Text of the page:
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Irish horticulture and cereal exports increased by 14% in 2021

mushroom production has a farm gate value of€173 million according to Bord Bia
Mushroom exports increased by 31% to €151 million last year, according to Bord Bia

Mushroom exports increased by 31% to €151 million last year, research from Bord Bia has found



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13 January 2022

The value of Irish horticulture and cereal exports increased by 14% to €271 million in 2021. This is according to new data from Bord Bia’s Export Performance and Prospects report 2021/2022. The main export products within this sector are mushrooms, primary cereals, and amenity horticulture.

It said the horticulture and cereal category is almost entirely dependent on the UK as a destination market. About 95% of horticulture exports went to the UK in 2021, which mirrored trade patterns in the previous year. Mushroom exports increased by 31% to €151 million last year.

The value of cereal exports was €61.8 million, which was a 9% increase year-on-year and a 23% jump compared to 2019. The value of amenity horticulture exports increased by 16% to €19.7 million.

Record increase

Across the board, the value of Ireland’s food, drink and horticulture exports increased by 4% to a record €13.5 billion in 2021, despite the impact of Covid-19 and Brexit on trading.

Ireland exported the equivalent of almost €37 million worth of food and drink every day last year to customers in more than 180 countries worldwide, the report found.

Ireland exports about 90% of its food and drink production and the performance of the export sector was robust in 2021, given the ongoing Covid-19 pandemic and the fact that the UK is now operating outside of the EU Customs Union. The value of Irish food and drink exports was 2% higher than pre-pandemic levels in 2019.

“The sector’s ability to beat its 2019 performance and deliver a record year for Irish exports is truly impressive, and Irish food and drink producers and manufacturers deserve huge credit,” said Bord Bia chief executive Tara McCarthy. “While we understandably focus on the headline figures, it is worth remembering that within those billions and millions are businesses and farms in every county and indeed, almost every parish in the country. Businesses that, whether large or small, are run by people who have faced tremendous challenges over the past 20 months, both professional and personal. It is our privilege in Bord Bia to support these wonderful risk-takers, visionaries, and innovators.

“Last year, we continued to work virtually for most of our activities, as we prioritised the safety of customers and employees and sought new ways to contribute to the growth in value of this country’s food, drink, and horticultural exports. We will continue to work with the Irish food industry and its customers this year.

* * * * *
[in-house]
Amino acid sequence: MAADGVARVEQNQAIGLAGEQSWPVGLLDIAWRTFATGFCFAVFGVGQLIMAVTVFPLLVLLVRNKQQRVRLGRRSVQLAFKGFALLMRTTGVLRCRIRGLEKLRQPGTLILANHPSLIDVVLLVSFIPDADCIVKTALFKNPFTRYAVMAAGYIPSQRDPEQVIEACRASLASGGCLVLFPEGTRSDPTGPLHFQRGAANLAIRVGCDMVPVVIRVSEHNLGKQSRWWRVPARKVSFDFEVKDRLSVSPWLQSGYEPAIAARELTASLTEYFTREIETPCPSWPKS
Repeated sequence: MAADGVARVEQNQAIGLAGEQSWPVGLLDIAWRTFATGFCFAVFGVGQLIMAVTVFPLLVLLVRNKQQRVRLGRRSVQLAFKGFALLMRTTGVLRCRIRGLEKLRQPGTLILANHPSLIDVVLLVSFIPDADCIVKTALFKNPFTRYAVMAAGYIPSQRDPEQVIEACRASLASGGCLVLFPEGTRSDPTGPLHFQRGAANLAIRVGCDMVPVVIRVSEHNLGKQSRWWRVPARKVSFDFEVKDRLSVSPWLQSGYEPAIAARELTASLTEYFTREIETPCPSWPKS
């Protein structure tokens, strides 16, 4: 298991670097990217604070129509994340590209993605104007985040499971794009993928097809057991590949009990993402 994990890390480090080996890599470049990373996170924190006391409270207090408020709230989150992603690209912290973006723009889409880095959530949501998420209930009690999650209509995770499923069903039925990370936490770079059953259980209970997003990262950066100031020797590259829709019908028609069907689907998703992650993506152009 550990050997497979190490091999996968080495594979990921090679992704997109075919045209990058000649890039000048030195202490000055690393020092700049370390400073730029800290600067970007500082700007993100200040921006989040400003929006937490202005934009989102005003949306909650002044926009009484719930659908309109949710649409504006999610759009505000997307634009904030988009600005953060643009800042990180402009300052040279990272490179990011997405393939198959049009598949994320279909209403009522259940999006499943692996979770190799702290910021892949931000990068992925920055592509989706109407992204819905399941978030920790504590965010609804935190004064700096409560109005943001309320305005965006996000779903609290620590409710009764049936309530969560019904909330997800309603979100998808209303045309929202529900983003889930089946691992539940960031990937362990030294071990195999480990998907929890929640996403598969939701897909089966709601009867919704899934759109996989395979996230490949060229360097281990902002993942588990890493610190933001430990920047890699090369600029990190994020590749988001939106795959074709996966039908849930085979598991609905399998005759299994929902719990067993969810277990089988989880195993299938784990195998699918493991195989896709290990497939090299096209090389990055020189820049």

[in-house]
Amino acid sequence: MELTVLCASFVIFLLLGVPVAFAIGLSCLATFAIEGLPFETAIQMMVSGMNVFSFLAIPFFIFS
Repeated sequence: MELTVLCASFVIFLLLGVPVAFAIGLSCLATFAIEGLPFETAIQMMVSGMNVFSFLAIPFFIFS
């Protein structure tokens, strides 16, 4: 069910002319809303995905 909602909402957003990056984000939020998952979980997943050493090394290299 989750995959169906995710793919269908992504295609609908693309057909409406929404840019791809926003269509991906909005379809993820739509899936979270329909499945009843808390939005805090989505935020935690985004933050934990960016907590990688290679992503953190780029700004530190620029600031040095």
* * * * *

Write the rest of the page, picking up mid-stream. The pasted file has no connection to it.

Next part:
“Sustainability will continue to be a key focus for Bord Bia both this year and in the years ahead, as we work in partnership with the Irish food, drink, and horticulture industry to meet the Irish government’s carbon reduction targets and sustainability challenges. The government’s Food Vision 2030 strategy outlines the central role that Origin Green will play in supporting Ireland’s food sector in achieving Ireland’s environmental and sustainability goals. We look forward to helping Irish businesses to further embrace sustainability and ensure that Ireland continues to be acknowledged as a leader in sustainable food production.”

Export destinations

The medium-term impact of the sector’s strategy of diversification is further evidenced in this year’s data.

Last year, 34% of Ireland’s food and drink exports went to international markets outside the EU and the UK, while 33% went to the EU, and 33% to the UK. In 2016, 32% of exports went to international markets, 31% to the EU and 37% to the UK.

The EU was the largest single regional destination for Irish food, drink, and horticulture, as the value of exports increased by 2% to €4.5 billion last year. The value of exports to the UK was €4.4 billion last year, which was a very slight decline on the previous 12 months. Some categories saw a shift in exports to Northern Ireland rather than to Britain, due to a combination of serving new customers in NI and also partly as a route for onward shipment to northern parts of Britain.

The US market rebounded strongly, with export values up 22% to €1.3 billion driven by strong whiskey and liqueur sales. The value of exports to Africa grew by 12% to €918 million last year, while exports to South East Asia increased by 20% to exceed €500 million for the first time.

The full Export Performance and Prospects 2021/2022 report is available at

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